Traces of water, temperature variations confirmed in super-hot gas giant’s atmosphere
While water vapor was previously detected in the atmosphere of exoplanet WASP-18b—an ultrahot gas giant 10 times more massive than Jupiter—University of Michigan scientists have confirmed that NASA’s James Webb Space Telescope unveiled once-hidden water features that had eluded the ground-based Hubble Space Telescope.
Located 400 light-years away, WASP-18b orbits its star at a mere 23-hour interval, defying the norms of our own solar system.
During a secondary eclipse, when WASP-18b slips behind its star and reappears, researchers successfully mapped the planet’s temperature variations and confirmed the presence of water vapor. The findings, published in Astrophysics Data System, confirm theoretical predictions and offer a glimpse into the complex atmospheric conditions of hot giant planets.
”The brightness map of WASP-18b shows a lack of east-west winds that is best matched by models with atmospheric drag. One possible explanation is that this planet has a strong magnetic field, which would be an exciting discovery,” said Ryan Challener, U-M postdoctoral researcher in astronomy.
The U-M team’s temperature mapping revealed a stark contrast, with a temperature drop of up to 1,000 degrees from the planet’s hottest point, facing the star, to the terminator, the moving line where the day and night sides meet in perpetual twilight.
One interpretation of the eclipse map is that magnetic effects force the winds to blow from the planet’s equator up over the north pole and down over the south pole, instead of east-west, as we would otherwise expect.
Researchers recorded temperature changes at different elevations of the gas giant planet’s layers of atmosphere. They saw temperatures increase with elevation, varying by hundreds of degrees.
The spectrum clearly shows multiple small but precisely measured water features present, despite the extreme temperatures of almost 5,000 degrees Fahrenheit (2,700 C). It’s so hot that it would tear most water molecules apart, so still seeing its presence speaks to Webb’s extraordinary sensitivity to detect remaining water that survived, Challener said. The amounts recorded in WASP-18b’s atmosphere indicate water vapor at various elevations.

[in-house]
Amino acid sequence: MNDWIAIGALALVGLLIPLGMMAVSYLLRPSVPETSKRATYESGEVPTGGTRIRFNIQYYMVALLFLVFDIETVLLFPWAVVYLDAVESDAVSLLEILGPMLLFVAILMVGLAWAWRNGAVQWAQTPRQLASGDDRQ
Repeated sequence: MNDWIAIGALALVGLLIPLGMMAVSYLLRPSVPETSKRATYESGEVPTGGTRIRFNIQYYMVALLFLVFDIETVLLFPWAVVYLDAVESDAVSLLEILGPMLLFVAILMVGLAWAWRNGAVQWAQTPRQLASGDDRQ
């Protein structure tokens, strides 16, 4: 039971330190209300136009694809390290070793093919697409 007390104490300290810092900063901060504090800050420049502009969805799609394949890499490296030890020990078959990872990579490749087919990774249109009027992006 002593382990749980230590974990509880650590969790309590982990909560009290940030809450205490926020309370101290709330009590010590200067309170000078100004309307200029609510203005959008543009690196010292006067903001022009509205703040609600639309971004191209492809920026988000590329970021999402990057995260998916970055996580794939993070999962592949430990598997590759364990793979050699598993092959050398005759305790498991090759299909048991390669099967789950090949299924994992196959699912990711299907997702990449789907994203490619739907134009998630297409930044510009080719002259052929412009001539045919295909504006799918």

Astrophysicist Ryan MacDonald, a NASA Sagan Fellow at U-M, played a pivotal role in the identification of water-related features, alongside other species, in the spectrum of the planet. He provided statistical confirmation affirming the genuine detection of these subtle characteristics.
The observations of WASP-18b were conducted using the Near-Infrared Imager and Slitless Spectrograph, an instrument contributed by the Canadian Space Agency.
“This was the first time the eclipse mapping technique has been applied to JWST data,” said Hayley Beltz, graduate student research assistant of astronomy and astrophysics at U-M.
“By learning about the temperature structure, we were able to see that our model with magnetic effects was a better match. This sets the stage for future observations where we can test our models even further to understand the huge diversity in exoplanet atmospheres.”
The proximity of WASP-18b, both to its parent star and to our own planet, has captivated the attention of scientists worldwide. WASP-18b stands as one of the most massive celestial bodies whose atmospheres we can explore, presenting an exceptional opportunity to unravel the mysteries of planetary formation and their positioning in the cosmos.
Early insights from the observations made by the JWST have begun shedding light on these intriguing questions, providing a glimpse into the origins and journeys of such extraordinary worlds, said Emily Rauscher, U-M associate professor of astronomy.
“It’s a thrill to see eclipse mapping with JWST and that magnetic fields are shaping the atmospheric structure of this planet,” she said.
Rauscher served in an advisory capacity to Challener and Beltz and has been thinking about eclipse mapping since 2005 and how magnetic fields could shape hot Jupiter’s circulation since 2010.
”It was a great feeling to look at WASP-18b’s JWST spectrum for the first time and see the subtle but precisely measured signature of water,” said Louis-Philippe Coulombe, a graduate student at the University of Montreal and lead author of the WASP-18b study. ”Using such measurements, we will be able to detect such molecules for a wide range of planets in the years to come.”